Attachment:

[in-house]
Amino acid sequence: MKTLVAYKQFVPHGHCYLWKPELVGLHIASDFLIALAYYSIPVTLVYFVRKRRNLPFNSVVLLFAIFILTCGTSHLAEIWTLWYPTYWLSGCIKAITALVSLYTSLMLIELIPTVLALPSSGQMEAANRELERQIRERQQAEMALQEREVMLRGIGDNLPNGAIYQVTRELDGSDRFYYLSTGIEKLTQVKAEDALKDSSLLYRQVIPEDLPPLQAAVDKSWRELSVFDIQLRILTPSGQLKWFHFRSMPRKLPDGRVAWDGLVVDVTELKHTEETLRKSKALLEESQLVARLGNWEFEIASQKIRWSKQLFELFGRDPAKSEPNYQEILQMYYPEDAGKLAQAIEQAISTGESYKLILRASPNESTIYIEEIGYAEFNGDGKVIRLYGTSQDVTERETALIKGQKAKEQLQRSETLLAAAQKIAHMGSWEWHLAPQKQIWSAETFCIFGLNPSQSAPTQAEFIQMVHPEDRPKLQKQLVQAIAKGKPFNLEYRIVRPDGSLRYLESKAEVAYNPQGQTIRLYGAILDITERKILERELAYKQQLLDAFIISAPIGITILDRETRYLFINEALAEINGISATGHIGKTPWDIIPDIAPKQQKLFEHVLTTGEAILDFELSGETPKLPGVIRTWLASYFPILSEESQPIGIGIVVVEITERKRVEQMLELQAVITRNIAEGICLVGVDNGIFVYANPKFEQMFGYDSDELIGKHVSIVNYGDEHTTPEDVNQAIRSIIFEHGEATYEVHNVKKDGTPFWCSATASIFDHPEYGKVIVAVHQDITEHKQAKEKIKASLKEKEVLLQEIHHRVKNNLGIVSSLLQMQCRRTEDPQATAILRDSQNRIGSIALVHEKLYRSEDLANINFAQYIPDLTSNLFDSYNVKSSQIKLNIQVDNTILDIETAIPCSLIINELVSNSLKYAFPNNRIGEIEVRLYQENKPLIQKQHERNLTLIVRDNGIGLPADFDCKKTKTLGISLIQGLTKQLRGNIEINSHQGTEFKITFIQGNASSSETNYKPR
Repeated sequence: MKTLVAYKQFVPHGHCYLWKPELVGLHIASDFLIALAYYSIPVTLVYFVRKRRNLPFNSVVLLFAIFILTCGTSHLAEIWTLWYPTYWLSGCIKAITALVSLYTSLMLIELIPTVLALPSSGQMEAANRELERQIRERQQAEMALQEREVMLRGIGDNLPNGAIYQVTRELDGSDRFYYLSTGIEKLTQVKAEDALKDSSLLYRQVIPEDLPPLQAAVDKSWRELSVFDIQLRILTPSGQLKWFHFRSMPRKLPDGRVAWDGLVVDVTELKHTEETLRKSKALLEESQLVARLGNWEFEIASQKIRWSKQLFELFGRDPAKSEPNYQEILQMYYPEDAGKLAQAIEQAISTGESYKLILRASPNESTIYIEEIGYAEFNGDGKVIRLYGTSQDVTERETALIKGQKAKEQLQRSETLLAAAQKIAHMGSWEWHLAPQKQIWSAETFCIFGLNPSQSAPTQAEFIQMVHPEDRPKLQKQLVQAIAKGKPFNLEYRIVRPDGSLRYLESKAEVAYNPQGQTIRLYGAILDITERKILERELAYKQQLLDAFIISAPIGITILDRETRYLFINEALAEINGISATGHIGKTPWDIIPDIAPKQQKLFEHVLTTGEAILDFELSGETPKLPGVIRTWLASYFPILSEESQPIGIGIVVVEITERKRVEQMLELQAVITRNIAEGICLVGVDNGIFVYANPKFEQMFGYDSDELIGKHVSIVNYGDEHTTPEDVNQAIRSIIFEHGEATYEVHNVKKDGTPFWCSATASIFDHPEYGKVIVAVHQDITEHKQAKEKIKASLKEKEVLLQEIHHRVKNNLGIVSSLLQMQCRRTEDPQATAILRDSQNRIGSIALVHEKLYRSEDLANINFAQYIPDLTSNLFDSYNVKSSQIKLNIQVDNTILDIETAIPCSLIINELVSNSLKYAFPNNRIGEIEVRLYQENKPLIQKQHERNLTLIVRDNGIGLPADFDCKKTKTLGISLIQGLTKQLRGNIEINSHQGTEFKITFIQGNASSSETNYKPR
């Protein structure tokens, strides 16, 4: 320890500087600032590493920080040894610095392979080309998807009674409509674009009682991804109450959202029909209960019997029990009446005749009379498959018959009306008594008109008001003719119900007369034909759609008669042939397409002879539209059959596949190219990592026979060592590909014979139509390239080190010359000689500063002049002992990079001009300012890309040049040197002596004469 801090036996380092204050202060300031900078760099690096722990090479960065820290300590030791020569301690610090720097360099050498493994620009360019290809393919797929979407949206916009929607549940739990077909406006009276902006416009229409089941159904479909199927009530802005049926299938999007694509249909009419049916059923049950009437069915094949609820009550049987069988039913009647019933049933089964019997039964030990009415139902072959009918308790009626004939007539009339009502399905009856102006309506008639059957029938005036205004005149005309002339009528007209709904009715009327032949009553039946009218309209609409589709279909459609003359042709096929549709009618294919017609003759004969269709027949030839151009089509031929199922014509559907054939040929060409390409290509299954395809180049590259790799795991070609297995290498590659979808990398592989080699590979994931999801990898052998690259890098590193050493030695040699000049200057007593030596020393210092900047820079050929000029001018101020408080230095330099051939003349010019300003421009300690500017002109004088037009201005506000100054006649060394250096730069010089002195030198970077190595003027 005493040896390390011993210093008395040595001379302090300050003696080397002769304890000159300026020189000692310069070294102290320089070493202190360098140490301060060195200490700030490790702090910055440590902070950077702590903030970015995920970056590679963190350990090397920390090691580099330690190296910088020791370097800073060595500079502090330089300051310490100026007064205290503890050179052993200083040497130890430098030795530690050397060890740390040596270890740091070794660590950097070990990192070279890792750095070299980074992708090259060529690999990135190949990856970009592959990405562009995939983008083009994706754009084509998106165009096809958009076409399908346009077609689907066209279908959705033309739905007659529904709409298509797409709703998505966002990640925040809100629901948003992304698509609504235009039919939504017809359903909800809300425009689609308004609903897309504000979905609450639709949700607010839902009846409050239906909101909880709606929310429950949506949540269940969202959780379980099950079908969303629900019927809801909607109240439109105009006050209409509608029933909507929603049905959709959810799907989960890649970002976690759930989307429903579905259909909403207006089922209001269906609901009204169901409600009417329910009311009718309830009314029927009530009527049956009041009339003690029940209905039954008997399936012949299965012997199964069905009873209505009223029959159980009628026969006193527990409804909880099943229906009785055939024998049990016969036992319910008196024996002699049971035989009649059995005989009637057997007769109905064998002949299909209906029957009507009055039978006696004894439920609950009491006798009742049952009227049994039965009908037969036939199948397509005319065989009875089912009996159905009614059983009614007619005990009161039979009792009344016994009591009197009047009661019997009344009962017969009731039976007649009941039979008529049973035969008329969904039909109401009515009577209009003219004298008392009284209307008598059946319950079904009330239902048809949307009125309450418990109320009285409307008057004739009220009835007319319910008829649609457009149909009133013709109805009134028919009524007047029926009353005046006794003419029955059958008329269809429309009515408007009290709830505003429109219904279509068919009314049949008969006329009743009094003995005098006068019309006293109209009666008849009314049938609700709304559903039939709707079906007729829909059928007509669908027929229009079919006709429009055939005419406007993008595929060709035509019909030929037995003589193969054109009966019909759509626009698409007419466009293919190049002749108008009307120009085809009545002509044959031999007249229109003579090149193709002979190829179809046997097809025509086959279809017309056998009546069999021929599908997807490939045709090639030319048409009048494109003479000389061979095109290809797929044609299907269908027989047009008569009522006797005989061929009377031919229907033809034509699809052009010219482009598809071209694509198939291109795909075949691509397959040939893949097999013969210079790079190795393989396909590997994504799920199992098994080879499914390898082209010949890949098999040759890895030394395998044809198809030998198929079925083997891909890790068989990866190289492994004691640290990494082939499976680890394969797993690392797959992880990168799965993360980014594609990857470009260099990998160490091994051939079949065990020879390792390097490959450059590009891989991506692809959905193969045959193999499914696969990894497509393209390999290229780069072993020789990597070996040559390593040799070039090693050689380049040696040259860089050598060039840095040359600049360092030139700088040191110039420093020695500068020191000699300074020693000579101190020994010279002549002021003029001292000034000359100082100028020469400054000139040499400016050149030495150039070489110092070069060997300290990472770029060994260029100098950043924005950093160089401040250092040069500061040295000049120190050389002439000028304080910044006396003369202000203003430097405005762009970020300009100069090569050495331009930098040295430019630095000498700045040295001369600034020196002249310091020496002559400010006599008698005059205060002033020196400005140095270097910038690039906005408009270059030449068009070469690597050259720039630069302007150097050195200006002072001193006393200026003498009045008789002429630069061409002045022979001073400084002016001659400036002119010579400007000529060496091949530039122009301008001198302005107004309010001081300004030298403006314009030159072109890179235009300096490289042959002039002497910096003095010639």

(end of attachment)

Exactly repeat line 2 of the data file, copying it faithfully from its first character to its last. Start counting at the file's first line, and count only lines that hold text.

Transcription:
Amino acid sequence: MKTLVAYKQFVPHGHCYLWKPELVGLHIASDFLIALAYYSIPVTLVYFVRKRRNLPFNSVVLLFAIFILTCGTSHLAEIWTLWYPTYWLSGCIKAITALVSLYTSLMLIELIPTVLALPSSGQMEAANRELERQIRERQQAEMALQEREVMLRGIGDNLPNGAIYQVTRELDGSDRFYYLSTGIEKLTQVKAEDALKDSSLLYRQVIPEDLPPLQAAVDKSWRELSVFDIQLRILTPSGQLKWFHFRSMPRKLPDGRVAWDGLVVDVTELKHTEETLRKSKALLEESQLVARLGNWEFEIASQKIRWSKQLFELFGRDPAKSEPNYQEILQMYYPEDAGKLAQAIEQAISTGESYKLILRASPNESTIYIEEIGYAEFNGDGKVIRLYGTSQDVTERETALIKGQKAKEQLQRSETLLAAAQKIAHMGSWEWHLAPQKQIWSAETFCIFGLNPSQSAPTQAEFIQMVHPEDRPKLQKQLVQAIAKGKPFNLEYRIVRPDGSLRYLESKAEVAYNPQGQTIRLYGAILDITERKILERELAYKQQLLDAFIISAPIGITILDRETRYLFINEALAEINGISATGHIGKTPWDIIPDIAPKQQKLFEHVLTTGEAILDFELSGETPKLPGVIRTWLASYFPILSEESQPIGIGIVVVEITERKRVEQMLELQAVITRNIAEGICLVGVDNGIFVYANPKFEQMFGYDSDELIGKHVSIVNYGDEHTTPEDVNQAIRSIIFEHGEATYEVHNVKKDGTPFWCSATASIFDHPEYGKVIVAVHQDITEHKQAKEKIKASLKEKEVLLQEIHHRVKNNLGIVSSLLQMQCRRTEDPQATAILRDSQNRIGSIALVHEKLYRSEDLANINFAQYIPDLTSNLFDSYNVKSSQIKLNIQVDNTILDIETAIPCSLIINELVSNSLKYAFPNNRIGEIEVRLYQENKPLIQKQHERNLTLIVRDNGIGLPADFDCKKTKTLGISLIQGLTKQLRGNIEINSHQGTEFKITFIQGNASSSETNYKPR